“If Bodemann were to take away one lesson, it is not likely to be a popular one at home,” the SZ wrote. He believes that the current upper limit of 980 German troops is “at present unfortunately inadequate to advise as intensively as I would like. We have to reach the lower commanding levels, including into the battalions.” But this is not possible under the German mandate, he added. An internal study by NATO’s Resolute Support mission also found that “significantly more advisers are necessary.”

Trump’s speech at Fort Myer exposed the true character of the Afghanistan war. It was a fascistic declaration of death and destruction. “We will not say when we will attack. But we will attack,” said the president. The “murderers” had to know that there was no safe haven for them; that America could target them anywhere. “We are fighting to win,” he added. America is no longer engaged in “nation building,” but is “killing terrorists.”

The German ruling elite’s response to Trump’s declaration of violence comes as no surprise. The German army has not been involved in “nation building” in Afghanistan either, never mind fighting for “democracy” or “human rights.” In reality, German troops have fought a brutal neocolonial war of occupation alongside their American counterparts from the outset. The initial stage was the battle for Tora Bora in December 2001, in which German special commandos participated. In the north, where there is still a German presence today, the first offensive military operation under German command since World War II took place with Operation Harecate Yolo in the autumn of 2007.

But the horrific highpoint of Germany’s intervention was unquestionably the attack on two petrol tankers ordered by Colonel Georg Klein, then German army commander in Kunduz, on September 4, 2009. According to official NATO figures, at least 142 people were killed or injured in the “massacre of Kunduz,” including many women and children. This is by far the largest number of victims to date in an operation by the Bundeswehr, Germany’s army established after the Second World War, as well as by NATO troops in Afghanistan.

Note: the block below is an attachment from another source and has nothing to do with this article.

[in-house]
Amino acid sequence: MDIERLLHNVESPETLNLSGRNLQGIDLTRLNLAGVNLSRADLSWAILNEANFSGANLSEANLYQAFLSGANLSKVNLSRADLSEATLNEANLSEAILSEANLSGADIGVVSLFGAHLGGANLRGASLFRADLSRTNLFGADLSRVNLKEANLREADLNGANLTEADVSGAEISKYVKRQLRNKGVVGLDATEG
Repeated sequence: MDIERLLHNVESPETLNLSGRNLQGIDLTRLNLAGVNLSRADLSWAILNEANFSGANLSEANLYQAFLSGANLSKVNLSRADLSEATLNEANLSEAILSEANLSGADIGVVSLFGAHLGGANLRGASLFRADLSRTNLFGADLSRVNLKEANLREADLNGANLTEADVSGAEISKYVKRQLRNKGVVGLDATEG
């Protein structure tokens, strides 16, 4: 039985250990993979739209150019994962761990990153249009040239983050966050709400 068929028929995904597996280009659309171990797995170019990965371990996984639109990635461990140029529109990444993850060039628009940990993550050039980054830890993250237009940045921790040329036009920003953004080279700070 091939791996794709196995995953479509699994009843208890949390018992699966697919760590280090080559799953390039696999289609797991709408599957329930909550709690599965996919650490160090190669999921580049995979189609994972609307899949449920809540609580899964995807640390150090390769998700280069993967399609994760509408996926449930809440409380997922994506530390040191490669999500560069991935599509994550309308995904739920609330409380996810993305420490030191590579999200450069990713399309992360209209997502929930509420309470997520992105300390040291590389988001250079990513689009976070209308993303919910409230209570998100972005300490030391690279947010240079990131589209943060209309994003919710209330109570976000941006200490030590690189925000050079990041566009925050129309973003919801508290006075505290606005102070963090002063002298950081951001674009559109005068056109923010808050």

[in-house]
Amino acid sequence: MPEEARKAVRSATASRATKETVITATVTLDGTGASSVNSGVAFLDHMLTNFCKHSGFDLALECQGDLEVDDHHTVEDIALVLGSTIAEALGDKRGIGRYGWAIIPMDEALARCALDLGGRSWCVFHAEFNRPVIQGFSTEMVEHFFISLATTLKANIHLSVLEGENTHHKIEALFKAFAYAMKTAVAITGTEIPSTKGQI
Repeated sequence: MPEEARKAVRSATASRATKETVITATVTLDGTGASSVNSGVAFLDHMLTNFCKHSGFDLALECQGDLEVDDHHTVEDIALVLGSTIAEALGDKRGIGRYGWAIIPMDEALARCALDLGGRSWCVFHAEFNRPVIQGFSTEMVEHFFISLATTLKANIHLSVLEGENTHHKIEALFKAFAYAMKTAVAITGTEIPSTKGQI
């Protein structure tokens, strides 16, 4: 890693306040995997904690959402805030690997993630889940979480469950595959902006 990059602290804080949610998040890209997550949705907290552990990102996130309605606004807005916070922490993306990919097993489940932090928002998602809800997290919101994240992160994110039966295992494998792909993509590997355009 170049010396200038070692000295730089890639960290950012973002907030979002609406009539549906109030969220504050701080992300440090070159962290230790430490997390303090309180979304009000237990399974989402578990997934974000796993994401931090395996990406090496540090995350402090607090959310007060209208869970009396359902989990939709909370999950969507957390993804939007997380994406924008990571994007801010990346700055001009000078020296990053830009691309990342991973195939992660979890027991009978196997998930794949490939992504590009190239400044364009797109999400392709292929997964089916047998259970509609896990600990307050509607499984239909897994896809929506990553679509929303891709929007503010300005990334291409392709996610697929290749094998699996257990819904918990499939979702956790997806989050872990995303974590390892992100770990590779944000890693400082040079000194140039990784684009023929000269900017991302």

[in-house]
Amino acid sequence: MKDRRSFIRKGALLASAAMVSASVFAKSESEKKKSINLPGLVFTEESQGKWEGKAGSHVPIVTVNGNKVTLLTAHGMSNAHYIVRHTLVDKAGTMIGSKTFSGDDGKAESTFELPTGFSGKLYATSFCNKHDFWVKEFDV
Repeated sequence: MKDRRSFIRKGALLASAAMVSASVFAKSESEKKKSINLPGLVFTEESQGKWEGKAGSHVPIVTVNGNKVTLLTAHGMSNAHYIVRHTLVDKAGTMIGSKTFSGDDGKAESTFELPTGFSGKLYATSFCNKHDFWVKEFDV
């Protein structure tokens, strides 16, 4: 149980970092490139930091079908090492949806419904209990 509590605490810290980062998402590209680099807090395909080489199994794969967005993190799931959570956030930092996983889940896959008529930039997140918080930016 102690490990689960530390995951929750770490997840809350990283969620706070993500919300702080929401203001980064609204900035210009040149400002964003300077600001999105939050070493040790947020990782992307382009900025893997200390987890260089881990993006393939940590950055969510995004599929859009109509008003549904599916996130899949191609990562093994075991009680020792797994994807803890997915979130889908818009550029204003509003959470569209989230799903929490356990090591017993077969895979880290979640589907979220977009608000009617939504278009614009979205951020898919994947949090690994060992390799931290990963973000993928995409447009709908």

The crimes now being prepared behind the backs of the population were outlined by Berlin-based historian Jörg Baberowski, when he said of fighting non-state actors like the Taliban, “And if one is not willing to take hostages, burn villages, hang people and spread fear and terror, as the terrorists do, if one is not prepared to do such things, then one can never win such a conflict. Then it is better to keep out altogether.”

With its resort to imperialist violence, Germany’s ruling elite is pursuing the same goals as it did under the Kaiser and the Nazis. A 2013 paper by the Ministry for Development on the German-Afghan dialogue on raw materials stated, “In less than twenty years, Afghanistan could be one of the most significant international suppliers of strategically important raw materials (including ‘rare earth elements’, tantalum, lithium, tungsten, iron, copper, lead, zinc, etc.). The latest investigative results presented by the US Geological Survey (USGS) confirm impressively the previous assumptions and projections about the substantial deposits of raw materials.”

The divisions between the imperialist powers, particularly between Germany and the US, have since sharpened dramatically. However, as long as Berlin and the European powers are incapable of plundering the resource-rich and strategically important Central Asian region without Washington’s support, they are dependent upon US military might. This is the dirty secret about the German government’s alliance with Donald Trump in Afghanistan.